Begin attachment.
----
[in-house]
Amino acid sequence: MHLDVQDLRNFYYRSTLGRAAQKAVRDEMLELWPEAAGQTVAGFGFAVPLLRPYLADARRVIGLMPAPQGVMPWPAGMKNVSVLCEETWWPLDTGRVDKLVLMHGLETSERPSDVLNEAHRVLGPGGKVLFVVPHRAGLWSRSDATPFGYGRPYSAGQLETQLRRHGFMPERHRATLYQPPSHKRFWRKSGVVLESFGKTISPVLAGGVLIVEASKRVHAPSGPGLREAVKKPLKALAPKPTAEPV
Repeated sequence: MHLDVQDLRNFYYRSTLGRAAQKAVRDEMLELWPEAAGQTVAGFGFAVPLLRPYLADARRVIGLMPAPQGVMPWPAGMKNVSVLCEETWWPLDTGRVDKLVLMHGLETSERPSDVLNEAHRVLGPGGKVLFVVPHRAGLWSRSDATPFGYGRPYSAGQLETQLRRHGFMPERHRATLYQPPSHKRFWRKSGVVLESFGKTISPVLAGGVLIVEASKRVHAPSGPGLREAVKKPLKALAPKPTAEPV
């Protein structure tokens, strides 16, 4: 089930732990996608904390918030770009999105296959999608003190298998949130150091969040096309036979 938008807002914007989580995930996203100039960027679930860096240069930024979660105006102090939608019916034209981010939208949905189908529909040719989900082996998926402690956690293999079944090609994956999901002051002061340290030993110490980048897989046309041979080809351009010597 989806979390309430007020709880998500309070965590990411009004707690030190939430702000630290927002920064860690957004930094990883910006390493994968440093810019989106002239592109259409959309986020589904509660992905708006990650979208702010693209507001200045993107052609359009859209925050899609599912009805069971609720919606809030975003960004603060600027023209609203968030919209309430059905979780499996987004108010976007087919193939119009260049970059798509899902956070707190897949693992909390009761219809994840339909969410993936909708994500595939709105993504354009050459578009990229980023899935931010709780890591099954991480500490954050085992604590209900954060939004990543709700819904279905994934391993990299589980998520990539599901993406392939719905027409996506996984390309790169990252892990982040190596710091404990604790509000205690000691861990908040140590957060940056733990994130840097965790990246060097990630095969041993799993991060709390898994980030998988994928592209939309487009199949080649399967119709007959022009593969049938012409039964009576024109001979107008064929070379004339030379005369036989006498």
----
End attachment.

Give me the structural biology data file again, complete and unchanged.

[in-house]
Amino acid sequence: MHLDVQDLRNFYYRSTLGRAAQKAVRDEMLELWPEAAGQTVAGFGFAVPLLRPYLADARRVIGLMPAPQGVMPWPAGMKNVSVLCEETWWPLDTGRVDKLVLMHGLETSERPSDVLNEAHRVLGPGGKVLFVVPHRAGLWSRSDATPFGYGRPYSAGQLETQLRRHGFMPERHRATLYQPPSHKRFWRKSGVVLESFGKTISPVLAGGVLIVEASKRVHAPSGPGLREAVKKPLKALAPKPTAEPV
Repeated sequence: MHLDVQDLRNFYYRSTLGRAAQKAVRDEMLELWPEAAGQTVAGFGFAVPLLRPYLADARRVIGLMPAPQGVMPWPAGMKNVSVLCEETWWPLDTGRVDKLVLMHGLETSERPSDVLNEAHRVLGPGGKVLFVVPHRAGLWSRSDATPFGYGRPYSAGQLETQLRRHGFMPERHRATLYQPPSHKRFWRKSGVVLESFGKTISPVLAGGVLIVEASKRVHAPSGPGLREAVKKPLKALAPKPTAEPV
């Protein structure tokens, strides 16, 4: 089930732990996608904390918030770009999105296959999608003190298998949130150091969040096309036979 938008807002914007989580995930996203100039960027679930860096240069930024979660105006102090939608019916034209981010939208949905189908529909040719989900082996998926402690956690293999079944090609994956999901002051002061340290030993110490980048897989046309041979080809351009010597 989806979390309430007020709880998500309070965590990411009004707690030190939430702000630290927002920064860690957004930094990883910006390493994968440093810019989106002239592109259409959309986020589904509660992905708006990650979208702010693209507001200045993107052609359009859209925050899609599912009805069971609720919606809030975003960004603060600027023209609203968030919209309430059905979780499996987004108010976007087919193939119009260049970059798509899902956070707190897949693992909390009761219809994840339909969410993936909708994500595939709105993504354009050459578009990229980023899935931010709780890591099954991480500490954050085992604590209900954060939004990543709700819904279905994934391993990299589980998520990539599901993406392939719905027409996506996984390309790169990252892990982040190596710091404990604790509000205690000691861990908040140590957060940056733990994130840097965790990246060097990630095969041993799993991060709390898994980030998988994928592209939309487009199949080649399967119709007959022009593969049938012409039964009576024109001979107008064929070379004339030379005369036989006498």